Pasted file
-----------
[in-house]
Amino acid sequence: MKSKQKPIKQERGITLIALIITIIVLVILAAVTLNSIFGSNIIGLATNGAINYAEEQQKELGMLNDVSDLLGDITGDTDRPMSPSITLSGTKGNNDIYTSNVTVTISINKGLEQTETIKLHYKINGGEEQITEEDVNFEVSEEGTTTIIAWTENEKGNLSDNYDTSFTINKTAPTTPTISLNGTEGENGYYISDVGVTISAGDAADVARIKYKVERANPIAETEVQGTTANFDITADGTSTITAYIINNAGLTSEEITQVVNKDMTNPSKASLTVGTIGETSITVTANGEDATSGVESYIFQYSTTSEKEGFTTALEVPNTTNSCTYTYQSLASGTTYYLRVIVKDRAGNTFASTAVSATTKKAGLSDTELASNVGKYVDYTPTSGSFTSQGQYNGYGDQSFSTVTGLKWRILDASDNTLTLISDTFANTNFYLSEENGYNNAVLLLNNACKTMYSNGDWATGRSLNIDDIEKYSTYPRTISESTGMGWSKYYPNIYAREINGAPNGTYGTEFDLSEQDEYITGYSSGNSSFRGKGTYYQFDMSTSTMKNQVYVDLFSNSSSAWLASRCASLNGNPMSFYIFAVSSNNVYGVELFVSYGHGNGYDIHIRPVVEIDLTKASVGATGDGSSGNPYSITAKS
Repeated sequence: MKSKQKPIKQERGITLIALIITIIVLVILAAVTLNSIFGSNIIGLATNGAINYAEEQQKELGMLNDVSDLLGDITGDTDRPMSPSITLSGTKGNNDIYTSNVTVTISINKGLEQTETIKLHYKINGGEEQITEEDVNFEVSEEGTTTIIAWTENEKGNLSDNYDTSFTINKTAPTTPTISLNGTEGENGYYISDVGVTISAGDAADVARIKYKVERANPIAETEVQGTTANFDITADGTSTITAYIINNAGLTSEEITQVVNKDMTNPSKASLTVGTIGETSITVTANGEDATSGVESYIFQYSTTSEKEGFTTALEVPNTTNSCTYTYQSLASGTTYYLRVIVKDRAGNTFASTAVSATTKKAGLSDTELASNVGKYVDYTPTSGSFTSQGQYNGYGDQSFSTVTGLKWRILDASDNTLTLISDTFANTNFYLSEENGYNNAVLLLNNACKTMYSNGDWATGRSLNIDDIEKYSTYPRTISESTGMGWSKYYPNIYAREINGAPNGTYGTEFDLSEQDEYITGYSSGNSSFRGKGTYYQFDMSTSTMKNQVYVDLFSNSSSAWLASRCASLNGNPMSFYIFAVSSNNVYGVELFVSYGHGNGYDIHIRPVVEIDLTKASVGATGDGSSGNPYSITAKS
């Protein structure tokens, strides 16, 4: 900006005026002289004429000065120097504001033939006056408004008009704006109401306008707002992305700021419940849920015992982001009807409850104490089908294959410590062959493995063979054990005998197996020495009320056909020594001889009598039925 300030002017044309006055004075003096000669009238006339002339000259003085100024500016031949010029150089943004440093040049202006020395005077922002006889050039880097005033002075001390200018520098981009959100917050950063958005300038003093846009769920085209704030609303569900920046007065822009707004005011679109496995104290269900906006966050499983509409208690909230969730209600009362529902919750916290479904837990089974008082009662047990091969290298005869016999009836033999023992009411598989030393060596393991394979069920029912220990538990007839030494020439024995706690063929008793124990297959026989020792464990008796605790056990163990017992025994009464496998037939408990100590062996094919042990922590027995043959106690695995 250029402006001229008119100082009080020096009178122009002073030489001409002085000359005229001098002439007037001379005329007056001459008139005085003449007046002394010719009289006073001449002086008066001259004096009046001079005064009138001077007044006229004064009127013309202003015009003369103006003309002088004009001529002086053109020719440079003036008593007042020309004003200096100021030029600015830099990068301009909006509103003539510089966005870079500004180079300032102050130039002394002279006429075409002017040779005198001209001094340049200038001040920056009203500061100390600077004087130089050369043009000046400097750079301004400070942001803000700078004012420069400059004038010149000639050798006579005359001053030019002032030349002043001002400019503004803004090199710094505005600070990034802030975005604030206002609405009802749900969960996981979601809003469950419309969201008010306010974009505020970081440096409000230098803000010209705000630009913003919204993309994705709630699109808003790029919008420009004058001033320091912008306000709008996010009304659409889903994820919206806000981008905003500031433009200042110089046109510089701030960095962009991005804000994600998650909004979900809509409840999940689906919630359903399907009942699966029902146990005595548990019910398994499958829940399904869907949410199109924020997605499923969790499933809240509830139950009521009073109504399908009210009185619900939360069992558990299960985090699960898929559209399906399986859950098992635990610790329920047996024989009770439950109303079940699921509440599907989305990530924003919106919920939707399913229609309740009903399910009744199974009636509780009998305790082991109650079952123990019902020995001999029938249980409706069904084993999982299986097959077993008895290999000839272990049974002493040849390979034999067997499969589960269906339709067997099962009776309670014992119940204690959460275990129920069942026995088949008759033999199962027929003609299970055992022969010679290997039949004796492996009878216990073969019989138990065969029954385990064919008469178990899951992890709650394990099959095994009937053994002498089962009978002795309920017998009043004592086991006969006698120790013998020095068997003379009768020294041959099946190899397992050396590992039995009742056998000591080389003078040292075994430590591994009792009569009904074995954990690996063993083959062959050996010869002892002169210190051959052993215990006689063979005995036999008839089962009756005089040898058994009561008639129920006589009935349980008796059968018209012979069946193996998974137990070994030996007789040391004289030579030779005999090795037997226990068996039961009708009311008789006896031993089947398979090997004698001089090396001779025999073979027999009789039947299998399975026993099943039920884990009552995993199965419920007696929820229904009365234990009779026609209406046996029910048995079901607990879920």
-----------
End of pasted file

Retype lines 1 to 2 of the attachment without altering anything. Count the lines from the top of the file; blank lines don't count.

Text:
[in-house]
Amino acid sequence: MKSKQKPIKQERGITLIALIITIIVLVILAAVTLNSIFGSNIIGLATNGAINYAEEQQKELGMLNDVSDLLGDITGDTDRPMSPSITLSGTKGNNDIYTSNVTVTISINKGLEQTETIKLHYKINGGEEQITEEDVNFEVSEEGTTTIIAWTENEKGNLSDNYDTSFTINKTAPTTPTISLNGTEGENGYYISDVGVTISAGDAADVARIKYKVERANPIAETEVQGTTANFDITADGTSTITAYIINNAGLTSEEITQVVNKDMTNPSKASLTVGTIGETSITVTANGEDATSGVESYIFQYSTTSEKEGFTTALEVPNTTNSCTYTYQSLASGTTYYLRVIVKDRAGNTFASTAVSATTKKAGLSDTELASNVGKYVDYTPTSGSFTSQGQYNGYGDQSFSTVTGLKWRILDASDNTLTLISDTFANTNFYLSEENGYNNAVLLLNNACKTMYSNGDWATGRSLNIDDIEKYSTYPRTISESTGMGWSKYYPNIYAREINGAPNGTYGTEFDLSEQDEYITGYSSGNSSFRGKGTYYQFDMSTSTMKNQVYVDLFSNSSSAWLASRCASLNGNPMSFYIFAVSSNNVYGVELFVSYGHGNGYDIHIRPVVEIDLTKASVGATGDGSSGNPYSITAKS